women beyond belief podcast

Pic credit: Women Beyond Belief website

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Deconversion has been such an ugly beast of an experience for me. I never chose this place for myself, and if I had a magic wand I would wave it and make a good and loving God real. Unfortunately there is no magic wand, and there is no good and loving being in the sky to entrust my life to. I’m who I must entrust my life to.  I’m slowly learning to trust myself, but all the decades of indoctrination of how bad I was apart from God really did a number on me. I’m having to unlearn so much about myself and the world, and relearn who I really am, who I have actually always really been separate and apart from anyone else.

Just a few weeks ago I had the opportunity to be interviewed for my second podcast appearance. I’m so excited about this new podcast for women and about women who have deconverted. There is such a need to hear the voices of more women in this post-theist community. Wendy Marsman began the Women Beyond Belief podcast just this month. I’m honored to know her online, to be a small part of this project, and am so grateful she is using her knowledge, experiences, and expertise to carve out a very much needed space for women to speak up and be heard. Thank you again Wendy for giving me this opportunity. I was so encouraged by the process and the interview, it was incredibly validating and meaningful beyond any words I can come up with. Truly an honor.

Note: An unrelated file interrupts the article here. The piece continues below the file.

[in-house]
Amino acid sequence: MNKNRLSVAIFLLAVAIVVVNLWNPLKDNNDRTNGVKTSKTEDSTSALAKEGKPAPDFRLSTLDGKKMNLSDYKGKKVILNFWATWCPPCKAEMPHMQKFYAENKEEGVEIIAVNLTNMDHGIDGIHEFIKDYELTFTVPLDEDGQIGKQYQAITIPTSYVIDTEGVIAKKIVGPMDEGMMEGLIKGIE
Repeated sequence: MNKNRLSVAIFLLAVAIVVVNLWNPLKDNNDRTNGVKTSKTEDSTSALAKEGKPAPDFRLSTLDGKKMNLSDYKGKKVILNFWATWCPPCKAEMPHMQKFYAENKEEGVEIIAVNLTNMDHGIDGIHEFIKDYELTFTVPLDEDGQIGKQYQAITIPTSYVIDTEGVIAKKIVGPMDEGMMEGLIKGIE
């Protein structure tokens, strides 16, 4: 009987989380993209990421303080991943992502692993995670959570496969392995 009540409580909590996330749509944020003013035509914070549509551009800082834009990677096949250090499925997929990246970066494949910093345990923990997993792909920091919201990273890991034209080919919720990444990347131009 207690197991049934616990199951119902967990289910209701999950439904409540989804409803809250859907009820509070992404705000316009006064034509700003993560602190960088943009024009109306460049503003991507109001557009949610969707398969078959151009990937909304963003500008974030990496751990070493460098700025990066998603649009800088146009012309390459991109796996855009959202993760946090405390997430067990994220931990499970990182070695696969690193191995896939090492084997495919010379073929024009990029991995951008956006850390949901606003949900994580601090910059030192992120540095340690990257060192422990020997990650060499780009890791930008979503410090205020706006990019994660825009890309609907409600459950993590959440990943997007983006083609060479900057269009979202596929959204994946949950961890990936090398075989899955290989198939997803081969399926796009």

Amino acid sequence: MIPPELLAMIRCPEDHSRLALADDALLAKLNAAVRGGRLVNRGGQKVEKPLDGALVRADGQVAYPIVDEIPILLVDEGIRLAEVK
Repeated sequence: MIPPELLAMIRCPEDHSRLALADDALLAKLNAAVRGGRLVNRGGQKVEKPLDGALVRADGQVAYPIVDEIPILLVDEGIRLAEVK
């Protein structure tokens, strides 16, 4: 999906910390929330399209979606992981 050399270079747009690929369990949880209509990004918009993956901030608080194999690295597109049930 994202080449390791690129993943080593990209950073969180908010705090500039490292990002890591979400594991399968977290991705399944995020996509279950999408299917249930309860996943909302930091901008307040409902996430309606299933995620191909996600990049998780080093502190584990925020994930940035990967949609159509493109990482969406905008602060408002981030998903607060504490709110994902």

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grief as water

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Grief is ever-changing like the moving water in a river or ocean, never stagnant or completely still. There is always something happening, something stirring under the surface or above, or both. Sometimes grief is a like a river in how it winds and twists and turns. Sometimes grief is like an ocean with its strong currents, undertows, and merciless waves coming again and again and again. Sometimes grief is like a ferocious hurricane over the waters, gathering force and spinning out of control, bent on destruction of some sort or another, affecting whatever is in its path. Sometimes grief is like the constant drip drip drip of a leaky faucet, always there and annoying in an innocent dutiful naive manner. Sometimes grief is like a rainstorm on a tin roof that sings a comforting song with its melody.

I hate grief. And yet. It is cleansing and clarifying, and altogether terrible and sweet and relentess, all rolled up into a world of its own. Like water can be, at times it is comforting and warm; but it can also be jarring and dangerous, even life-threatening. It is a world I never feel I belong in, yet when I visit I no longer feel a stranger there, I feel like it is a place I have been before and know well, yet wish I never had to visit again. And yet. I often feel connected in ways in the throes of grief that somehow feel solid, that allow me to feel close to what and who I have lost. That closeness seems at times to fade or go in and out of focus, like a tether to that long lost loved one, or a camera that just cannot seem to find its sweet focus spot anymore, the connection changes as the grief changes. Some days it is undeniably strong and unavoidable like the pain of a fresh burn; others it is a faded other-world-ness dream of a life lived in an alternate space, a space that often seems just out of reach if I try to touch it. Grief crashes, drowns, tricks, surprises, contorts, burns and cracks, and yet it also envelopes, hugs, clears, strengthens, and straightens. Grief is ever-changing.

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No man ever steps in the same river twice. For it’s not the same river and he’s not the same man.

{Heraclitus}